Scott S. Sheppard

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Scott Sander Sheppard (born 1976) is an American astronomer and a discoverer of numerous moons, comets and minor planets in the outer Solar System.[1][2][3]

Astronomer in the Department of Terrestrial Magnetism at the Carnegie Institution for Science in Washington, DC, he attended Oberlin College as an undergraduate and received his bachelor in physics with honors in 1998.[4][better source needed] Starting as a graduate student at the Institute for Astronomy at the University of Hawaii, he was credited with the discovery of many small moons of Jupiter, Saturn, Uranus, and Neptune. He has also discovered the first known trailing Neptune trojan, 2008 LC18, the first named leading Neptune trojan, 385571 Otrera, and the first high inclination Neptune trojan, 2005 TN53. These discoveries showed that the Neptune trojan objects are mostly on highly inclined orbits and thus likely captured small bodies from elsewhere in the Solar System.

The main-belt asteroid 17898 Scottsheppard, discovered by LONEOS at Anderson Mesa Station in 1999, was named in his honor.[1]

Discoveries[edit]

Minor planets discovered: 16 [5]
(79978) 1999 CC158 15 February 1999 list[A][B][C]
(131695) 2001 XS254 9 December 2001 list[B][D]
(131696) 2001 XT254 9 December 2001 list[B][D]
(131697) 2001 XH255 11 December 2001 list[B][D]
(148975) 2001 XA255 9 December 2001 list[B][D]
(168700) 2000 GE147 2 April 2000 list[B][C]
(200840) 2001 XN254 9 December 2001 list
341520 Mors–Somnus 14 October 2007 list[C]
385571 Otrera 16 October 2004 list[C]
(385695) 2005 TO74 8 October 2005 list[C]
(469420) 2001 XP254 10 December 2001 list[B][D]
(469421) 2001 XD255 9 December 2001 list[B][D]
471143 Dziewanna 13 March 2010 list[C][E][F]
(471165) 2010 HE79 21 April 2010 list[C][E][G]
(471921) 2013 FC28 17 March 2013 list[C]
(508792) 2000 FX53 31 March 2000 list[B][C]
A with J. X. Luu
B with D. C. Jewitt
C with Chadwick Trujillo
D with J. T. Kleyna
E with A. Udalsky
F with M. Kubiak
G with R. Poleski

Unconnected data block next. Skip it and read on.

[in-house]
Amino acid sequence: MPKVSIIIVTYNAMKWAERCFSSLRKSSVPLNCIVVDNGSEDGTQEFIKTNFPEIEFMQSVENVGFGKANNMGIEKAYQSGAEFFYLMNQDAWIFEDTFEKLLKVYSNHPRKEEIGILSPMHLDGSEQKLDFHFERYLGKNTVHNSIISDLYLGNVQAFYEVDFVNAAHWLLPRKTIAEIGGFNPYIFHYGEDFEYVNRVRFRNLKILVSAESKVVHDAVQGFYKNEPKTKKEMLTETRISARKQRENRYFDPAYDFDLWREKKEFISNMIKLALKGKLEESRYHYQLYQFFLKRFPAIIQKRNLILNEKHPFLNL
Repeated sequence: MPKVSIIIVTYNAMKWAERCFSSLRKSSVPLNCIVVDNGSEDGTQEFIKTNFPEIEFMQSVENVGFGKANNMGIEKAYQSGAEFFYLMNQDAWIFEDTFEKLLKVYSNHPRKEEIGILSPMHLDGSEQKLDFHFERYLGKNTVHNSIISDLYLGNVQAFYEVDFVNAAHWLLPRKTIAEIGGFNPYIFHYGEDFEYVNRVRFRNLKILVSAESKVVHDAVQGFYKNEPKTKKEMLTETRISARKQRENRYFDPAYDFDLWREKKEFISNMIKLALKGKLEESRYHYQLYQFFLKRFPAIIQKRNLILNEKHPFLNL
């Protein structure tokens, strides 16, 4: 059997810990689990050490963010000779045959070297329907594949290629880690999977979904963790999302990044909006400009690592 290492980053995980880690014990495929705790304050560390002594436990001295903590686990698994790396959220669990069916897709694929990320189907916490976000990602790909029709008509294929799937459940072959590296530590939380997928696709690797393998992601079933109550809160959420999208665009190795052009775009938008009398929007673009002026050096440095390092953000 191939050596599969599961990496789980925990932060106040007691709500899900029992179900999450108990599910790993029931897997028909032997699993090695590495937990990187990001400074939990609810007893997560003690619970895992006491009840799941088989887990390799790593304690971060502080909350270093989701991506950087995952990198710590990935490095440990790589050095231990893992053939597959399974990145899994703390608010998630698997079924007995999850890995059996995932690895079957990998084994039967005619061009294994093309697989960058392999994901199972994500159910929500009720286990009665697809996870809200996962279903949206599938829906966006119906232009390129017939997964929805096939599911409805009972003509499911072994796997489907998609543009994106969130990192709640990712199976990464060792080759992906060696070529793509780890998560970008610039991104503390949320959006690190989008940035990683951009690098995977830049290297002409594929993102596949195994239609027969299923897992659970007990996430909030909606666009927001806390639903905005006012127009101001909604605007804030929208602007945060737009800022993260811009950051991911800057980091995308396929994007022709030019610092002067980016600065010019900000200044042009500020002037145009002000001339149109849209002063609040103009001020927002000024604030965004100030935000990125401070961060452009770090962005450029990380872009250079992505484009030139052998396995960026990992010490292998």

Sheppard was the lead discoverer of the object with the most distant orbit known in the Solar System, 2012 VP113 (nicknamed Biden). In 2014, the similarity of the orbit of 2012 VP113 to other extreme Kuiper belt object orbits led Sheppard and Trujillo to propose that an unknown Super-Earth mass planet (2–15 Earth masses) in the outermost Solar System beyond 200 AU and up to 1500 AU is shepherding these smaller bodies into similar orbits (see Planet X or Planet Nine). The extreme trans-Neptunian objects 2013 FT28 and 2014 SR349, announced in 2016 and co-discovered by Sheppard, further show a likely unknown massive planet exists beyond a few hundred AU in the Solar System, with 2013 FT28 being the first known high semi-major axis and high perihelion object anti-aligned with the other known extreme objects. In 2018, the announcement of the high perihelion inner Oort cloud object 2015 TG387 "The Goblin" by Sheppard et al., being only the third known after 2012 VP113 and Sedna, further demonstrated that a super-Earth planet in the distant solar system likely exists as 2015 TG387 has many orbital similarities as the two other known inner Oort cloud objects.

Most notable discoveries[edit]

Sheppard has been involved in the discovery of many small Solar System bodies such as trans-Neptunian objects, centaurs, comets and near-Earth objects.

Jupiter

Discovered moons of Jupiter (full list):[3]

Saturn

Discovered moons of Saturn (full list):[3]

Uranus

Discovered moons of Uranus (full list):[3]

Neptune

Discovered moons of Neptune (full list):[3]

See also[edit]

References[edit]

  1. ^ a b Schmadel, Lutz D. (2006). Dictionary of Minor Planet Names – (17898) Scottsheppard, Addendum to Fifth Edition: 2003–2005. Springer Berlin Heidelberg. p. 112. ISBN 978-3-540-34361-5. Retrieved 13 November 2016.
  2. ^ a b "Circular No. 8962 Central Bureau for Astronomical Telegrams" (PDF). CBAT. 2008-08-01. Retrieved 2012-01-30.
  3. ^ a b c d e f "JPL Solar System Dynamics: Planetary Satellite Discovery Circumstances". Jet Propulsion Laboratory. Retrieved 7 October 2018.
  4. ^ "Scott S. Sheppard – Curriculum Vitae" (PDF). Carnegie Institution for Science. Retrieved 7 October 2018.
  5. ^ "Minor Planet Discoverers (by number)". Minor Planet Center. 20 August 2016. Retrieved 24 August 2016.

External links[edit]